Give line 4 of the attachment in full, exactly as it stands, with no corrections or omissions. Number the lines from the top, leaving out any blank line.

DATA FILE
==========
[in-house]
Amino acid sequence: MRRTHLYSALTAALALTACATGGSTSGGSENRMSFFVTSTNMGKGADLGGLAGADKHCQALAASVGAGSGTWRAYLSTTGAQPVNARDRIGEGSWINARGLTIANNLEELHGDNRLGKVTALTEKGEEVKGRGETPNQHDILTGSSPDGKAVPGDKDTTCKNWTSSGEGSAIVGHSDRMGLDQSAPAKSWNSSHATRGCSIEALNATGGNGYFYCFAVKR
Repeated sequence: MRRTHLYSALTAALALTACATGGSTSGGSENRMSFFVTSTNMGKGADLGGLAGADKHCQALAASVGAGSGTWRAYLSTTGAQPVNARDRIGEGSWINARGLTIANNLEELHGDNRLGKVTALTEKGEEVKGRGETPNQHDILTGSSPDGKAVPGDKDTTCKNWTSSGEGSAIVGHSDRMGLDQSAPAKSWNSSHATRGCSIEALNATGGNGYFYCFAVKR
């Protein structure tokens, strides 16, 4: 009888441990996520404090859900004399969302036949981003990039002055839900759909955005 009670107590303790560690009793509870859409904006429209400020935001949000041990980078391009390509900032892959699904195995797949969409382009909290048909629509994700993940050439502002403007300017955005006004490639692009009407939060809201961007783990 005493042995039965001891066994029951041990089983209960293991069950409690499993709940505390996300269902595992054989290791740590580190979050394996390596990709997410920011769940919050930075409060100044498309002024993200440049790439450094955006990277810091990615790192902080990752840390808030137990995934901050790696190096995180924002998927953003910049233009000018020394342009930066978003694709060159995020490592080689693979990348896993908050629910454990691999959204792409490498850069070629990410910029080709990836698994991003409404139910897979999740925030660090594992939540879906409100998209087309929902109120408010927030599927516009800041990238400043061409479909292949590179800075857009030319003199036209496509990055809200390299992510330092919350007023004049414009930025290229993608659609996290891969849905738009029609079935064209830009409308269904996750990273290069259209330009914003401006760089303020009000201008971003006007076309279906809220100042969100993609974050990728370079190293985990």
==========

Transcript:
């Protein structure tokens, strides 16, 4: 009888441990996520404090859900004399969302036949981003990039002055839900759909955005 009670107590303790560690009793509870859409904006429209400020935001949000041990980078391009390509900032892959699904195995797949969409382009909290048909629509994700993940050439502002403007300017955005006004490639692009009407939060809201961007783990 005493042995039965001891066994029951041990089983209960293991069950409690499993709940505390996300269902595992054989290791740590580190979050394996390596990709997410920011769940919050930075409060100044498309002024993200440049790439450094955006990277810091990615790192902080990752840390808030137990995934901050790696190096995180924002998927953003910049233009000018020394342009930066978003694709060159995020490592080689693979990348896993908050629910454990691999959204792409490498850069070629990410910029080709990836698994991003409404139910897979999740925030660090594992939540879906409100998209087309929902109120408010927030599927516009800041990238400043061409479909292949590179800075857009030319003199036209496509990055809200390299992510330092919350007023004049414009930025290229993608659609996290891969849905738009029609079935064209830009409308269904996750990273290069259209330009914003401006760089303020009000201008971003006007076309279906809220100042969100993609974050990728370079190293985990």